Cheat Sheet


void setup() {
  // basic setup of the sketch
  size(500, 500);
void draw() {
  // everything in here is drawn in a loop

void drawMyFunction() {
   // function goes in here 

Assignment operations go into draw() and mouse or keyboard interaction can be initiated below draw(). User-defined functions are usually specified below draw().


Functions can be called within draw . Java used the term method.

Modularity: Functions break down a larger program into smaller parts, making the code more managable and readable.

Reusability: Functions allow you to reuse code without having to retype it.

Basic functions (built-in)

From library

size(width, height);
println(string of text); 
random(low, high); // returns a value in this range


User-defined functions

Declaration has three parts:

  1. Return type
  2. Function name
  3. Arguments
returnType functionName(parameters) {
   // Code body of function 

Functions are typically called below draw(). It ultimately also helps when debugging by turning on and off parts of the program.


drawBlackCircle(int diameter); // diameter is a parameter in the function and a local variable only used in that function 
drawBlackCircle(100); // 100 is the argument

A result of a mathematical expression could also be passed

drawBlackCircle(mouseX + 10);

Drawing a line would need four arguments (x, y), (x, y). But the line function itself is already built-in the library.

line(10, 25, 100, 75);

Parameters are the variables that live inside the parantheses in the function definition. Arguments are the values passed into the function when it is called.

drawCar(80, 175, 40, color(100, 0, 100); 

void drawCar (int x, int y, int thesize, color c) {
   // the code for the function


  • Pass the same amount of arguments as defined in the function’s parameters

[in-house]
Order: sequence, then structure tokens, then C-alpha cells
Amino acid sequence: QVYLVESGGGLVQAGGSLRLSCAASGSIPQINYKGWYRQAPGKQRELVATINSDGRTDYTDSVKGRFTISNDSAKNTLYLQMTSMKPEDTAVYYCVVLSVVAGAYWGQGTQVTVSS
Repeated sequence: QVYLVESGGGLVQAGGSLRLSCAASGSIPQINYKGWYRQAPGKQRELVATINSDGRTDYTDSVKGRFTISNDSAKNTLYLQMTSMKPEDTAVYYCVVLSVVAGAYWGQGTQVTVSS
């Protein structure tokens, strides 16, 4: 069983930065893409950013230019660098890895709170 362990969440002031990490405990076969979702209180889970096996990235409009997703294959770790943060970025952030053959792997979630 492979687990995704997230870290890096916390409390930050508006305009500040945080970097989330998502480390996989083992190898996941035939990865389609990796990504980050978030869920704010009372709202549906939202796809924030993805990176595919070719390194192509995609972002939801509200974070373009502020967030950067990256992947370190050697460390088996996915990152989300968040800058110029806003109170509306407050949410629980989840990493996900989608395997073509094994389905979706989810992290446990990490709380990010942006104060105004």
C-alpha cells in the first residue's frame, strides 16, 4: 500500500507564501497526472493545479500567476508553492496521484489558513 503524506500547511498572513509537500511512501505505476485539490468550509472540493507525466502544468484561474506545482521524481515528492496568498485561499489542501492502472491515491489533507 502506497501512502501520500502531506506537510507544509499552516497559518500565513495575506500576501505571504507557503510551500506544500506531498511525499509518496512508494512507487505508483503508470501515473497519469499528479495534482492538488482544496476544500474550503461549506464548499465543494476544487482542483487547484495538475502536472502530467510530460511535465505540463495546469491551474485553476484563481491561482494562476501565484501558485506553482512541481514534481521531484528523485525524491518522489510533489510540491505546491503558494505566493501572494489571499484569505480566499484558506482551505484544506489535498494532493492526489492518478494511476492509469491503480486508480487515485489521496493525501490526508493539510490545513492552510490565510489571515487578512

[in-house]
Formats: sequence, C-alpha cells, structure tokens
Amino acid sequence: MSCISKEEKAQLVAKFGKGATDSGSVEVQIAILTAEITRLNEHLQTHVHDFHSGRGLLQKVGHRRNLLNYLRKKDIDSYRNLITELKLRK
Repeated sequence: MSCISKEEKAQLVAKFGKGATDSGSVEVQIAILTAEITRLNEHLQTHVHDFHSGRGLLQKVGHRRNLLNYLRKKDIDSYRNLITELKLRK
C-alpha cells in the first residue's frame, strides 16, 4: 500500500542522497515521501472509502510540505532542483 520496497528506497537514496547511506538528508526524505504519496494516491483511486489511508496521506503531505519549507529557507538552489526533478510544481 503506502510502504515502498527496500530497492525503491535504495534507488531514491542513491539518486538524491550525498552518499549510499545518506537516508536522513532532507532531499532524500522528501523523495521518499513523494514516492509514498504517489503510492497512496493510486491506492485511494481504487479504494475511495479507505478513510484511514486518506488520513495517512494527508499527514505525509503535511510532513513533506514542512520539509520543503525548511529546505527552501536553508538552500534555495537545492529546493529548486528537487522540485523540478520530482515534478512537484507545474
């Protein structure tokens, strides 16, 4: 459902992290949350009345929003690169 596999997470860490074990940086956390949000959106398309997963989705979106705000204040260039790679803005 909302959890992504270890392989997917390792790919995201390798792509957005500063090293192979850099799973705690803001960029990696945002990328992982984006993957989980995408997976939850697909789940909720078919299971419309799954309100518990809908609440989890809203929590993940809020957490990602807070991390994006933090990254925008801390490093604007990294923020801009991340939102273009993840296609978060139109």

• When the argument is passed, it must be the same type as declared within the parameters in the function definition. An integer must be passed into an integer, a floating point into a floating point, and so on
  • The value you pass to a function can be a literal value, a varable, or the result of an expression
  • Parameters act as local variables to a function and are only accessible within that function



point(1, 1);
line(1, 5, 1, 9);
rect(5, 6, 9, 9);
ellipse(6, 2, 7, 3);
triangle(100, 10, 10, 190, 190, 190);
arc(250, 170, 60, 30, 0, PI);



The colour model RGB is an additive system and colours are contructed from red, green, and blue. The value can range from 0 to 255 and defines the intensity of which the colour is displayed.

fill(255); // white
fill(0); // black
fill(255, 0, 0); // red 
fill(0, 255, 0); // green 
fill(0, 0, 255); // blue

Stroke & Fill

stroke(r, g, b, a);

fill(r, g, b, a);  

Changing the location

mouseX and mouseY are global variables for the vertical and horizontal position of the mouse.

pmouseX // previous location


// STEP 1 Declare PFont variable
PFont f; 

// STEP 2 Create font
f = createFont("Arial Black", 25, true); 

// STEP 3 Specify font to be used
textFont(f, 25); 

// STEP 4 Specify font color                                    

// STEP 5 Display Text
text("TEXT GOES HERE", 195, 325); // coordinates  

Code from the text tutorial on the Processing website.

Interaction / Events

void mousePressed() {
  // Code is written whenever mouse is pressed

void keyPressed() {
  // Code is written whenever random key is pressed


  • Whole numbers
    integers, int
  • Decimal numbers
    floating point values, float
  • Characters
    variables of type, char
  • Boolean
    true / false

System variables

  • width (in pixels)
  • height (in pixels)
  • frameCount (number of frames processed)
  • frameRate (rate that frames are processed)
  • displayWidth (screen width in pixels)
  • displayHeight (screen height in pixels)
  • key (most recent key pressed)
  • keyCode (numeric code for key pressed)
  • keyPressed (true or false)
  • mousePressed (true or false)
  • mouseButton (button pressed: left, right, center)

List from: Shiffman., D., 2015. Learning Processing. 2nd ed. Amsterdam [etc.]: Elsevier Science & Technology, p.58

Initializing a variable

int name = value

Assignment operations

Are initialized at the bottom of draw() and are used to change the value of the variable.

Boolean expressions

Determines to either true or false.

Relational operators

> greater than
< less than
>= greater than or equal to
<= lesser than or equal to
== equal to
!= not equal to

Conditionals: if, else, else if

if mouseX < width/2) {